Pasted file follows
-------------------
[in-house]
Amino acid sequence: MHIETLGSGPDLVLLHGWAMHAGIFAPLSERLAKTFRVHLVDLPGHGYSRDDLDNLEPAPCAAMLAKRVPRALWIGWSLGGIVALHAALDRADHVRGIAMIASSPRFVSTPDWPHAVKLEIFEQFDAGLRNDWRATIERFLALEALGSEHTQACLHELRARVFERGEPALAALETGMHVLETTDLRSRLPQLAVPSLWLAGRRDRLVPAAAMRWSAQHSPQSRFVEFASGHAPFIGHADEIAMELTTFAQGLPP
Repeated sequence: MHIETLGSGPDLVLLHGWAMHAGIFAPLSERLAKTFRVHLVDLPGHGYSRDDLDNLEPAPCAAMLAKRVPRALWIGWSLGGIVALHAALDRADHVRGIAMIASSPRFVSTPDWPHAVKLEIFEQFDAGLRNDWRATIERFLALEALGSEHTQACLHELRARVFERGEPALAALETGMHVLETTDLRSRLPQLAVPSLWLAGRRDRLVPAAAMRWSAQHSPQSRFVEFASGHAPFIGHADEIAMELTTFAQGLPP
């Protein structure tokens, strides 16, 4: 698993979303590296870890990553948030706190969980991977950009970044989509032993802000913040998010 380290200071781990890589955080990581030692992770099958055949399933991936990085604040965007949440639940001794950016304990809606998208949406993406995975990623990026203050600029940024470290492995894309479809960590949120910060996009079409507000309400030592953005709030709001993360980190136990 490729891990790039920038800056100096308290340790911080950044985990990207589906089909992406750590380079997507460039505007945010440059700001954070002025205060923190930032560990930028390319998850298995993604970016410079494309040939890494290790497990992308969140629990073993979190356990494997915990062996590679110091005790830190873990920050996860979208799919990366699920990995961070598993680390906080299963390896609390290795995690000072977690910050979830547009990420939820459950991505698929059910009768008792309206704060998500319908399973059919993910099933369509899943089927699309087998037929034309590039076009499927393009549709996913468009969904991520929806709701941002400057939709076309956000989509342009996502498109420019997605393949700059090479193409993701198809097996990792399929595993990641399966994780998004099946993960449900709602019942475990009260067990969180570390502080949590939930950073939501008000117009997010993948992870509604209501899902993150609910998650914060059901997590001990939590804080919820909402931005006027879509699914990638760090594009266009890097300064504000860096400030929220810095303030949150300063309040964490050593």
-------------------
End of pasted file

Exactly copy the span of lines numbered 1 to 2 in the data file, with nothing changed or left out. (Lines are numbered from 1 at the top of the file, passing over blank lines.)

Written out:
[in-house]
Amino acid sequence: MHIETLGSGPDLVLLHGWAMHAGIFAPLSERLAKTFRVHLVDLPGHGYSRDDLDNLEPAPCAAMLAKRVPRALWIGWSLGGIVALHAALDRADHVRGIAMIASSPRFVSTPDWPHAVKLEIFEQFDAGLRNDWRATIERFLALEALGSEHTQACLHELRARVFERGEPALAALETGMHVLETTDLRSRLPQLAVPSLWLAGRRDRLVPAAAMRWSAQHSPQSRFVEFASGHAPFIGHADEIAMELTTFAQGLPP